Rick Doblin, founder and executive director of MAPS, the Multidisciplinary Association for Psychedelic Studies, a nonprofit organization funding clinical research into psychedelics and cannabis, agrees that Pollan’s new book and resulting publicity signals a kind of watershed moment about the major importance of the renaissance in psychedelic research. Doblin’s goal is to acculturate psychedelics into mainstream society. “[Pollan is] helping replace fear with hope,” Doblin wrote in an email. Unlike the previous acolytes of the 1960s counterculture movement, Tim Leary, Allen Ginsberg, and Ken Kesey, whose embracing of psychedelics underscored their efforts to undermine authority, Pollan brings a new cast of characters into the fold. Strait-laced, reserved, and in some cases the most well-respected in their fields. This new era of psychedelic researchers won’t encourage America’s youth to “tune in, turn on, drop out,” though they do become wide-eyed and gleeful when describing what they hope is the promise of their early results.
Take Roland Griffiths, whose career at Johns Hopkins as a psychopharmacology researcher led to hundreds of published studies and a lifetime achievement award from his colleagues. He tells Pollan in an early chapter, “We ended up demonizing these compounds. Can you think of another area of science thought to be so dangerous and taboo that all research gets shut down for decades?”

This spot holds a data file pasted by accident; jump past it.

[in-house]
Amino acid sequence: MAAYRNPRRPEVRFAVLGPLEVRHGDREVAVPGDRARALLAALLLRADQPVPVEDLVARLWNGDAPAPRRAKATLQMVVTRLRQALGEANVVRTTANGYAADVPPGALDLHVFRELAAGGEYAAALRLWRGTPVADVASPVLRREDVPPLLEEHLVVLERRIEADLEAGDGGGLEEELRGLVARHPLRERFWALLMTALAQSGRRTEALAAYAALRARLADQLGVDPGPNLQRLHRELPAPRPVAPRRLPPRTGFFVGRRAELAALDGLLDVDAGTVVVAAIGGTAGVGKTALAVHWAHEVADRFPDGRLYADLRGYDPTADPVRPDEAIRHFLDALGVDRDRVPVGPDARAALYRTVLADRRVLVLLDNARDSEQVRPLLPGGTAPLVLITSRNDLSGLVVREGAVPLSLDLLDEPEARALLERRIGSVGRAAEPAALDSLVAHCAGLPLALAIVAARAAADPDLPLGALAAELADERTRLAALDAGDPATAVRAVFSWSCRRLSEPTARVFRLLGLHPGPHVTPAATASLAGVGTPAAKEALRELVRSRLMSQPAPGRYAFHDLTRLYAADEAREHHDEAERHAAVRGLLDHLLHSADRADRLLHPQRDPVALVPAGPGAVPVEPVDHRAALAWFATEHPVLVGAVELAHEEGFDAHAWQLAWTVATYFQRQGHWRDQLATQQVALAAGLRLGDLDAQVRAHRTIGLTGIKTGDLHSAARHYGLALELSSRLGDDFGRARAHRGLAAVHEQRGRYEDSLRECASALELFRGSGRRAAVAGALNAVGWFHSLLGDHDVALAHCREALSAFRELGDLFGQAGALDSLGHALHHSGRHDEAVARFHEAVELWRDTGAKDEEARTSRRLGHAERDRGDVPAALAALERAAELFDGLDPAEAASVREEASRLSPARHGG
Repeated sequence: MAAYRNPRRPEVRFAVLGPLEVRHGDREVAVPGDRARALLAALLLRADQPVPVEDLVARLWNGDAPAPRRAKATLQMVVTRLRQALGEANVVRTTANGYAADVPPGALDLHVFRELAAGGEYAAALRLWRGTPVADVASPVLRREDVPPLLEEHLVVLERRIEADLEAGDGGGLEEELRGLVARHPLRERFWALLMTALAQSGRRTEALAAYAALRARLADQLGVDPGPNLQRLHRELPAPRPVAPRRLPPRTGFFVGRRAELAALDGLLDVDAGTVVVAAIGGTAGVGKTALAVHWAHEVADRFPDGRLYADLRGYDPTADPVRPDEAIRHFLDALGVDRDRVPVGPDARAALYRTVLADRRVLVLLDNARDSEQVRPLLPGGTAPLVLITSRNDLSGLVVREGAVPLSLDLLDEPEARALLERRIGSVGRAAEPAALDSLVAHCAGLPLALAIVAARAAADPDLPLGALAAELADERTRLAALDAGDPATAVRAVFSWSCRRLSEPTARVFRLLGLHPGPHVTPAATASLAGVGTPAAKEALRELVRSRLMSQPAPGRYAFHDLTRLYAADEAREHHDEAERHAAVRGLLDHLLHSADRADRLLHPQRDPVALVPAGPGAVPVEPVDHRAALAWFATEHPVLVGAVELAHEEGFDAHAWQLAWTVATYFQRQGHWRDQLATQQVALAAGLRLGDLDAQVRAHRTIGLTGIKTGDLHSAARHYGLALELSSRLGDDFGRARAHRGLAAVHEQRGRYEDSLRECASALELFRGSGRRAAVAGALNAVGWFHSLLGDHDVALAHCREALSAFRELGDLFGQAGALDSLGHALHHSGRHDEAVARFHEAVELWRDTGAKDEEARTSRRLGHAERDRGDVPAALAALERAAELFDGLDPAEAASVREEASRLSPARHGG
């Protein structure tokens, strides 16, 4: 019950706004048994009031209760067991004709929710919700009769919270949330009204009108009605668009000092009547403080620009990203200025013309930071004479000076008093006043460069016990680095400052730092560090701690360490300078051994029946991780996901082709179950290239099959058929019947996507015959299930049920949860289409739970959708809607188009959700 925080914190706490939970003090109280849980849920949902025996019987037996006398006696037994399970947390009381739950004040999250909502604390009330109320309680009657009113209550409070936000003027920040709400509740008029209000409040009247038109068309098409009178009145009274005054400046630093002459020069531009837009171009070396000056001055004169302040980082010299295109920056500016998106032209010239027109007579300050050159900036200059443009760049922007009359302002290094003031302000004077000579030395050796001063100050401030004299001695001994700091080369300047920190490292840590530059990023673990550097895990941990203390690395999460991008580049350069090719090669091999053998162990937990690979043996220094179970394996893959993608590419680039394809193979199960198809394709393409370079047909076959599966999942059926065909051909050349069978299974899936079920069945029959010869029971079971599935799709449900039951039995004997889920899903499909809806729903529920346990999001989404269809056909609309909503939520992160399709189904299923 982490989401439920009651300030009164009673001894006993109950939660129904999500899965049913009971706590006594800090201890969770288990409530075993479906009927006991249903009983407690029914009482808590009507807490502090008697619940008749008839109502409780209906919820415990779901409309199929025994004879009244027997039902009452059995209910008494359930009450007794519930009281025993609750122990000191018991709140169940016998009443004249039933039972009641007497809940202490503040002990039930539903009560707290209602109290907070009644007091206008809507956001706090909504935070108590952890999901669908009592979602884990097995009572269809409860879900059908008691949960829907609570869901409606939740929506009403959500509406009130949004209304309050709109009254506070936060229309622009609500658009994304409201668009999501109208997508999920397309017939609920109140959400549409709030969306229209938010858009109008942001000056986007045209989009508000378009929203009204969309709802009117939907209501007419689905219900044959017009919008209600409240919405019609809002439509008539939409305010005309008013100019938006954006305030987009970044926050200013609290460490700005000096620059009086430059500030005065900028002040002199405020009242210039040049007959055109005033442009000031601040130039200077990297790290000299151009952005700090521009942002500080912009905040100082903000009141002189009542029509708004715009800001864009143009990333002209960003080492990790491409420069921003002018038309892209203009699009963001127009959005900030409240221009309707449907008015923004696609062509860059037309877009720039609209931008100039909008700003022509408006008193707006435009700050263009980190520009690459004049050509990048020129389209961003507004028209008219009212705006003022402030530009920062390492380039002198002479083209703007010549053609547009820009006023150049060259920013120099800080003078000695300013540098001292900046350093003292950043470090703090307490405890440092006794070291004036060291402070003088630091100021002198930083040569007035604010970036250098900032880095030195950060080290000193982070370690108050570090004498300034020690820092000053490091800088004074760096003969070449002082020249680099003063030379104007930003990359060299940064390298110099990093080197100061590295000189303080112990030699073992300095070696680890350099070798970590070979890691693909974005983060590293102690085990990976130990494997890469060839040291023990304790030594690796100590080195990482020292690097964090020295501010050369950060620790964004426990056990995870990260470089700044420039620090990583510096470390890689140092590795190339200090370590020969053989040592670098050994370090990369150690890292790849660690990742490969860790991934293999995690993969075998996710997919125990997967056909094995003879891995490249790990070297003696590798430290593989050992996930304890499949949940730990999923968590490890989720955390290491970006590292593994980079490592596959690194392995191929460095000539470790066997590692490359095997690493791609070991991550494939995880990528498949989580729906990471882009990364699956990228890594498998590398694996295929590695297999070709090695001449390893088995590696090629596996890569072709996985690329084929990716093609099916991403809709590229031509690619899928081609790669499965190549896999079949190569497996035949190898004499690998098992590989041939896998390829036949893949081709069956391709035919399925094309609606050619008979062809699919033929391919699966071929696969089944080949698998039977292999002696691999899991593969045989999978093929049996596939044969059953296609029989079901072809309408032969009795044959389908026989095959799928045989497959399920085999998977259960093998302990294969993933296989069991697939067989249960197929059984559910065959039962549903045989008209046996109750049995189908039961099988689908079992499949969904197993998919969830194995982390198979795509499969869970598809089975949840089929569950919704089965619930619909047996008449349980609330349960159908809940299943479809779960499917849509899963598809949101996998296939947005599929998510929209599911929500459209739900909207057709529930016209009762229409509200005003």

A generation before the hippie movement spread counterculture fever around the nation’s youth, psychedelics were being administered to thousands of people for a variety of psychiatric conditions, as well as trials exploring creative enhancement and as tools to better understand consciousness. Hundreds of scientific papers were published during this period, and several academic conferences solely dedicated to psychedelics took place.
Stephen Ross, now head of Addiction Psychiatry at Bellevue Hospital and New York University, recalls to Pollan what it was like to discover this history after a colleague told him about how LSD was once used to treat thousands of alcoholics. “I felt a little like an archaeologist, unearthing a completely buried body of knowledge…by the time I got to medical school in the 1990s, no one even talked about it.”